Literature is rife with uncertainty. Literature is good for us. These two ideas about reading literature are often taken for granted. But what is the relationship between literature’s capacity to unsettle, perplex, and bewilder us, and literature’s ethical value? To revive this question, C. Namwali Serpell proposes a return to William Empson’s groundbreaking work, Seven Types of Ambiguity (1930), which contends that literary uncertainty is crucial to ethics because it pushes us beyond the limits of our own experience.
Taking as case studies experimental novels by Thomas Pynchon, Toni Morrison, Bret Easton Ellis, Ian McEwan, Elliot Perlman, Tom McCarthy, and Jonathan Safran Foer, Serpell suggests that literary uncertainty emerges from the reader’s shifting responses to structures of conflicting information. A number of these novels employ a structure of mutual exclusion, which presents opposed explanations for the same events. Some use a structure of multiplicity, which presents different perspectives regarding events or characters. The structure of repetition in other texts destabilizes the continuity of events and frustrates our ability to follow the story.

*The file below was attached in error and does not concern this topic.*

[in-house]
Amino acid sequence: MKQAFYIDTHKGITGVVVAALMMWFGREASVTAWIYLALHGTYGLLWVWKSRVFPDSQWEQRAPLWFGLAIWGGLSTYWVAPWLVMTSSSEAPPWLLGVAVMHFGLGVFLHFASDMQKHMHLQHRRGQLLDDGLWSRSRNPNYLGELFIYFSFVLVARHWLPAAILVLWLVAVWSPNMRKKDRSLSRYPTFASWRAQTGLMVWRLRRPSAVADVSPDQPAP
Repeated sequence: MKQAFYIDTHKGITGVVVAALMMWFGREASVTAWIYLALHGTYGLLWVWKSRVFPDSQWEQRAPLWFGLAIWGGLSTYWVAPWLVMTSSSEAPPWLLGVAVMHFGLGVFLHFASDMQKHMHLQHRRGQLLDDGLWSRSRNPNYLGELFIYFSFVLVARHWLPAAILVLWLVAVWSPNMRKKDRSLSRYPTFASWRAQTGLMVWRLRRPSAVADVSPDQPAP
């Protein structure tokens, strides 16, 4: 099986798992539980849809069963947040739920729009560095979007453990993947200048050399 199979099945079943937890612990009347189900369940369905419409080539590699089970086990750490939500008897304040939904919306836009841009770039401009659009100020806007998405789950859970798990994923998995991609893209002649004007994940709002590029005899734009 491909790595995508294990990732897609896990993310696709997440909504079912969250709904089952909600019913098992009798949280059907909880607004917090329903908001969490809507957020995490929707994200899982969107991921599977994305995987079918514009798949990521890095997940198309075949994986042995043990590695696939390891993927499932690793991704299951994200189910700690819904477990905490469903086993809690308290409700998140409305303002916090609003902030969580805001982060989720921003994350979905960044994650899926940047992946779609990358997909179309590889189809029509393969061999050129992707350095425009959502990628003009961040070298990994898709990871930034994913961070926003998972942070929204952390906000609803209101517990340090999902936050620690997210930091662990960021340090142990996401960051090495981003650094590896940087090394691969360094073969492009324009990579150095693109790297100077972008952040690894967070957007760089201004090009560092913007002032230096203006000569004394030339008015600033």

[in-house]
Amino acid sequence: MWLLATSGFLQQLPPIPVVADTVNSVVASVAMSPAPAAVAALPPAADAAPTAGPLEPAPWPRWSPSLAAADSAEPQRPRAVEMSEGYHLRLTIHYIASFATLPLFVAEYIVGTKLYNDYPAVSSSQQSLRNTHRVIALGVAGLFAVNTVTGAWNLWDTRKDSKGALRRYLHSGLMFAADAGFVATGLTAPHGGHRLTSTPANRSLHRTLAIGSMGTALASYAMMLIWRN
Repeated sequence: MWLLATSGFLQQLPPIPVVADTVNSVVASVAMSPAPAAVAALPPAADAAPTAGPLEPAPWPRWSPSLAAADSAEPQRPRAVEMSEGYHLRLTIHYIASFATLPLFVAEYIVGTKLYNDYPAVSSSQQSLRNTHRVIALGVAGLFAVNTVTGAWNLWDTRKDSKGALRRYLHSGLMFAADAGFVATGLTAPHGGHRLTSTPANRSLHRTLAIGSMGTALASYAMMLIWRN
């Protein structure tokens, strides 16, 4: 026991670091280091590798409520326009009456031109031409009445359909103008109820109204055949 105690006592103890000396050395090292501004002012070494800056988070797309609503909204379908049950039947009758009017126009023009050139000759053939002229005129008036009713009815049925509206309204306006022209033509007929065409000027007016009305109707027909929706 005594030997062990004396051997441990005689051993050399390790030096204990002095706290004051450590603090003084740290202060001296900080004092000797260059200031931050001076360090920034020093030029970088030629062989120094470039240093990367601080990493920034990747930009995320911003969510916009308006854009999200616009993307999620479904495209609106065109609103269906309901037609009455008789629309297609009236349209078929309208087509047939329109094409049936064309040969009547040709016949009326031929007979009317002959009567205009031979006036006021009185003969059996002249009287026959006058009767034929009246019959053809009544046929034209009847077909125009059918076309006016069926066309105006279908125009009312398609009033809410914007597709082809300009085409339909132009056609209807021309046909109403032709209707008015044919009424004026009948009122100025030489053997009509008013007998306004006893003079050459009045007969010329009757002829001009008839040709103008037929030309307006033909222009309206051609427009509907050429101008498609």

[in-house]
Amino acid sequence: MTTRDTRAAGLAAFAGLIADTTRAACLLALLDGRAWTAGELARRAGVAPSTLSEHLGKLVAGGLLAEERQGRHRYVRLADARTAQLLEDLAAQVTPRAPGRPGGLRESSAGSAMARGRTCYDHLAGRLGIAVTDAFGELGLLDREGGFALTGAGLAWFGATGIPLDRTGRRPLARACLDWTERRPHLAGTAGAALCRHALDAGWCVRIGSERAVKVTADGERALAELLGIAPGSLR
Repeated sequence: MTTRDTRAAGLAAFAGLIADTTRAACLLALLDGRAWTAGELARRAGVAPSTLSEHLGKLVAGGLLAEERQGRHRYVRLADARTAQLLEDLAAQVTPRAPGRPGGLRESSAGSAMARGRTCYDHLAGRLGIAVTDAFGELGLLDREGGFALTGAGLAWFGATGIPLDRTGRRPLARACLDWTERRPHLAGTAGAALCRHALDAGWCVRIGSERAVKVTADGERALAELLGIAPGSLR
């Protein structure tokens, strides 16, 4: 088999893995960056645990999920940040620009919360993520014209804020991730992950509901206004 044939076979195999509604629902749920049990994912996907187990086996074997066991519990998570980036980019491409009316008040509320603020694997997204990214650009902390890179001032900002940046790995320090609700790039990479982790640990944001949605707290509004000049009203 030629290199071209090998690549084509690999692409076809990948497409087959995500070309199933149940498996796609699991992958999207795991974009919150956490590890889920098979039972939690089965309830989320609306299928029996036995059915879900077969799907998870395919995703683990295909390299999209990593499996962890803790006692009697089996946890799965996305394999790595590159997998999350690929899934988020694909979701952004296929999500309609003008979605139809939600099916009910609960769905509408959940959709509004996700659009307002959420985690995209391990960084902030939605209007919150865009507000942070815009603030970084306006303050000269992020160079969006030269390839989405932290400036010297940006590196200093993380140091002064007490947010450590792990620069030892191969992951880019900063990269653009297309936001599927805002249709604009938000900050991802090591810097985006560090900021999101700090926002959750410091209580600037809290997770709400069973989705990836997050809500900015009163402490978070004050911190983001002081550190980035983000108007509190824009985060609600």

To explain how these structures produce uncertainty, Serpell borrows from cognitive psychology the concept of affordance, which describes an object’s or environment’s potential uses. Moving through these narrative structures affords various ongoing modes of uncertainty, which in turn afford ethical experiences both positive and negative. At the crossroads of recent critical turns to literary form, reading practices, and ethics, Seven Modes of Uncertainty offers a new phenomenology of how we read uncertainty now.
Seven Modes of Uncertainty makes major contributions to our understanding of the ethics of the novel and of the eight novels it analyzes. Serpell is not only well-informed about the relevant scholarship, but she also treats it with impressive intelligence as she carves out her own fresh and appealing approach to narrative ethics. She proves herself, again and again, to be a marvelously insightful reader and an engaging and accomplished writer.
Seven Modes of Uncertainty is quite an extraordinary accomplishment. Serpell is impressively learned and original; she writes with conspicuous ease, wit, elegance, and force. She brilliantly presents detailed readings of a series of novels and stories—from Nabokov’s Lolita to Pynchon’s Crying of Lot 49 to Ellis’s American Psycho—as well as amazingly comprehensive accounts of the previous essays and reviews on those works. This book is consistently fascinating, page after page.
- 408 pages
- 6-1/8 x 9-1/4 inches
- Harvard University Press
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